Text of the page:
• Switch from keyboard to trackpad and back.

And perhaps other ways that we'll discover as everyone starts using it.

Multidimensional Touch

Prior to iOS 8, most interfaces were "pull". You had to leave where you were and go hunting for the app that contained what you wanted to do. Post-iOS 8, thanks to Extensibility, interfaces started to become "push". Actions, widgets, and more would come to you where you already were.

Peek and pop take it even further. Instead of "pull" or "push" they're closer to "teleport". They let you pull in what you want to see, right where you are, and then push into it, and simply by increasing the pressure on the screen.

If we consider pre-iOS 8 Extensibility interfaces as being pull and post-iOS 8 Extensibility interfaces as being push, then peek and pop make those distinctions seamless. Now interface can both come to you and you can go to it simply by varying the degree of pressure you put on the screen.

It really does make multitouch multidimensional. The hardware is finely tuned, and the interface is consistent and incredibly well considered. It might take time for the really important options to become perfectly chosen and placed for each and every app, but even at launch it's obvious it's going to be transformative.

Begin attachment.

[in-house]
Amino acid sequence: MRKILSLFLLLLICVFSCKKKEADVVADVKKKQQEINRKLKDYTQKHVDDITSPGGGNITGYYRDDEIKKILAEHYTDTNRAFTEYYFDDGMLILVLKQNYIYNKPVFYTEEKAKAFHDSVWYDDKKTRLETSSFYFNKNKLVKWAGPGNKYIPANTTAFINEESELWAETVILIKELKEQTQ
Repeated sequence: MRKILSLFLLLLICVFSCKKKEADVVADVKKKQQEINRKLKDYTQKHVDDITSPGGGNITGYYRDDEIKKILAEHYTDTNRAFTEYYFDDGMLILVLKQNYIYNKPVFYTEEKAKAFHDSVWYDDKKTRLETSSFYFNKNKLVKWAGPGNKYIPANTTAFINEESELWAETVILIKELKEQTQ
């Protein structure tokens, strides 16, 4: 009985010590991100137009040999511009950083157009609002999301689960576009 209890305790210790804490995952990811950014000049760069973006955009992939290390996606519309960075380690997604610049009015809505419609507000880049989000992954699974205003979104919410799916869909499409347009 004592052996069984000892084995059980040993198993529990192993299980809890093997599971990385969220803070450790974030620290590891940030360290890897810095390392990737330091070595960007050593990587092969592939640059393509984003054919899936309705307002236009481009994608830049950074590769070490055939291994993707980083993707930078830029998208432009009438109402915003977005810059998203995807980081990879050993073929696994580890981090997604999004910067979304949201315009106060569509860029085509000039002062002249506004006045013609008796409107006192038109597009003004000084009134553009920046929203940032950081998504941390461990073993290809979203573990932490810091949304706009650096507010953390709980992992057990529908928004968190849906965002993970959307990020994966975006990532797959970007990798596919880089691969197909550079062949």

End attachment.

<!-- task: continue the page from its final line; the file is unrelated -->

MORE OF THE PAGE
It's one of those things that makes an interface, especially a single-column interface like the iPhone perceptively much, much faster. And I've long felt that when it comes to mobile, convenience is always the killer app.

Rene Ritchie

Rene Ritchie is one of the most respected Apple analysts in the business, reaching a combined audience of over 40 million readers a month. His YouTube channel, Vector, has over 90 thousand subscribers and 14 million views and his podcasts, including Debug, have been downloaded over 20 million times. He also regularly co-hosts MacBreak Weekly for the TWiT network and co-hosted CES Live! and Talk Mobile. Based in Montreal, Rene is a former director of product marketing, web developer, and graphic designer. He's authored several books and appeared on numerous television and radio segments to discuss Apple and the technology industry. When not working, he likes to cook, grapple, and spend time with his friends and family.